Unstable angina and Hyperosmolar hypoglycaemic nontetotic syndrome
Question one Of the five problems (Dehydration, Tachycardia, Decreased level of consciousness, Hyperglycemia, and Hyperkalemia), Hyperglycemia should be given first priority…
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Reduced levels of insulin make it hard for the body to convert glucose into glycogen resulting into excess levels in the blood (Hu, Pan, & Sun, 2012). Hyperglycemia can result into other complications such as ketoacidosis and hyperkalemia. Insulin deficiency results into a potassium shift from the intra-cellular to the extracellular space (Margassey & Bastani, 2001). This can also occur due to increased osmolality that accompanies hyperglycemia. Hyperglycemia also results into dehydration as the body disposes excess glucose through urine leading to excessive water loss. The complication is also responsible for decreased consciousness. Therefore, by treating hyperglycemia, one will prevent worsening of the other three conditions. Insulin, infusion should be conducted first to deal with hyperglycemia.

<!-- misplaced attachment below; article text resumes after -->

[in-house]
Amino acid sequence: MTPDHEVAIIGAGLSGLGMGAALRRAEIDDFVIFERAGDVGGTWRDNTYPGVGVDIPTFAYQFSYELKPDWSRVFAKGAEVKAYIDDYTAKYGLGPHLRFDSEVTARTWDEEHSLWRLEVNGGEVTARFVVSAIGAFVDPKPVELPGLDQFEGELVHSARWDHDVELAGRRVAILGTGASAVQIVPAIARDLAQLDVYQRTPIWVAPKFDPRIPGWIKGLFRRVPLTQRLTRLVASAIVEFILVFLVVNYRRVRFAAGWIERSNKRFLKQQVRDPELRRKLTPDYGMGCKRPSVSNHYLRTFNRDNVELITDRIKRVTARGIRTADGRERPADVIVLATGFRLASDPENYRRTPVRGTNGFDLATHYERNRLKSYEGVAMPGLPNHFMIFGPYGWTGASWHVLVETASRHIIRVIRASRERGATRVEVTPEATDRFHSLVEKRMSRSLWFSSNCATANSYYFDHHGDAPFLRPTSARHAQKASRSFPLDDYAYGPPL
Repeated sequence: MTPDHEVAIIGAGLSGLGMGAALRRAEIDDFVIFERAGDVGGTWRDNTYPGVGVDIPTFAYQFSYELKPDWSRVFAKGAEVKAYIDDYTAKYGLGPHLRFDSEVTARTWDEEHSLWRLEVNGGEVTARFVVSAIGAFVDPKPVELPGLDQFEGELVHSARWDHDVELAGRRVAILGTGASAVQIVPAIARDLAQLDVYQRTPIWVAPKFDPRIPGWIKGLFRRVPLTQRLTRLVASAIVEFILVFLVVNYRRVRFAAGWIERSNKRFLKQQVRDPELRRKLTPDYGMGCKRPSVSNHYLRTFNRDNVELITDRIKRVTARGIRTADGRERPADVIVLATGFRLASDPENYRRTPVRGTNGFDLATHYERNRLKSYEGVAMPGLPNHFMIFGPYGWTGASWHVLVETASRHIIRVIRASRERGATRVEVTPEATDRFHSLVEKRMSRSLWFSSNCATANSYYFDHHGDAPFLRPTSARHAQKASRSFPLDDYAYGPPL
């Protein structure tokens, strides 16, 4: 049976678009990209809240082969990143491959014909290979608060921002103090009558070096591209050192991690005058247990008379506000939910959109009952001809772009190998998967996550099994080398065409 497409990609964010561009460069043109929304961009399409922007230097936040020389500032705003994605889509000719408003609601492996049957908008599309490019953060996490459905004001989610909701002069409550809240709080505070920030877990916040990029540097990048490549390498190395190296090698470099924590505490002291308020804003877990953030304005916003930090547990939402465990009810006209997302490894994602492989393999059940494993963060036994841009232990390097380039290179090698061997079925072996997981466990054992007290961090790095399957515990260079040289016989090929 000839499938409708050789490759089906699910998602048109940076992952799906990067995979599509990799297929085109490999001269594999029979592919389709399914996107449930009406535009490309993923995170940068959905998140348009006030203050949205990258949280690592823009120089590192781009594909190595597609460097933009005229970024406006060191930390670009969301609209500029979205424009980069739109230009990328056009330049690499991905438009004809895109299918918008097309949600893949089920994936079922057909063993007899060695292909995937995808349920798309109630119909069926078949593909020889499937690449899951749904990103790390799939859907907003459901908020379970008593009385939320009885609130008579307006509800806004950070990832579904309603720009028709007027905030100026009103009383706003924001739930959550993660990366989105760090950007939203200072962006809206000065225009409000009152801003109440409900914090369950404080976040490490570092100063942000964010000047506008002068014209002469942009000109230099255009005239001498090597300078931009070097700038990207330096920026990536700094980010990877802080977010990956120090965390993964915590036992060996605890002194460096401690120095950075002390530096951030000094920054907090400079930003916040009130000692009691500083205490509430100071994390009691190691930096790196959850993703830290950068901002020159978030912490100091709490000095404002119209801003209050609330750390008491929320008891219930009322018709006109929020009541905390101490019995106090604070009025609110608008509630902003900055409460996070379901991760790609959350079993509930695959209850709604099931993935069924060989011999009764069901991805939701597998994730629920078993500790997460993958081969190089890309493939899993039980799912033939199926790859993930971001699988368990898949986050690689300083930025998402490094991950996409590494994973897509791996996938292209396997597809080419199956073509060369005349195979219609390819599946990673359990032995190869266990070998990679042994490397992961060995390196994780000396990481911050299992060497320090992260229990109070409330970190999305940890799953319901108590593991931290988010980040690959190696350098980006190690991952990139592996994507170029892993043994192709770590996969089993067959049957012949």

This will further result into the movement of potassium from the extra-cellular space to the intracellular space (Lehnardt & Kemper, 2011). Treatment of hyperglycemia will have an immediate impact on dehydration and decreased consciousness, and will stop worsening of Hyperkalemia and tachycardia by extension. Hyperglycemia can be treated in different ways. Glucotrol can be used to stimulate the pancreas to release insulin. Acarbose can be used to block enzymatic action on carbohydrates, while metformin or pioglitazone can be used to increase tissue sensitivity to insulin (Ripsin, H, & Urban, 2009). The goal tachycardia therapy should be to slow down the first heart rate. Several strategies might be used such as the Vagal maneuvers and medications. In practice, medications are offered when the vagal maneuvers fail. Patients can take flecainide or propafenone. Cardioversion can also be used in emergency situations (University of Michigan Health System, 2012). The management of Tachycardia should be conducted with the help of ECG monitoring Hyperkalemia should then be tackled. Examination of Hyperkalemia must be conducted in a systematic level and this should include cardiac function, in addition to the urinary tract, hydration status and neurological processes (Margassey & Bastani, 2001). Normally, individualized therapeutic strategies should always be employed in the management of hyperkalemia. The management should be guided by the specific findings regarding the level of potassium in the blood. Treatment needs to be hurried up due to the fact that the faster the rise of potassium level the greater the chances of toxicity (Karet, 2009). Identification of the cause is key to establishing the desired treatment procedure. In the current case, it is evident that the hyperkalemia results from hyperosmolar hyperglyceamic Nonketotic syndrome which the patient is known to have. The condition is described as a complicated case of diabetes mellitus, particularly type 2, in which high levels of blood sugar result into dehydration, increase in osmolarity, and an increased rate of complications that might result into death (Karet, 2009). The current case of hyperkalemia is most likely as a result of the increased shift of potassium from the intracellular to the extracellular space (Barker, Burton, & Zieve, 2003). Question two Hyperthermia refers to a state where body temperatures are elevated due to a failure in thermoregulation mechanism characterized by the absorption of more heat than that which is eliminated (Hauber, Mohamed, Johnson, & Falvey, 2009). There are several causes of hyperthermia which include effects of drugs, heat stroke and other medical
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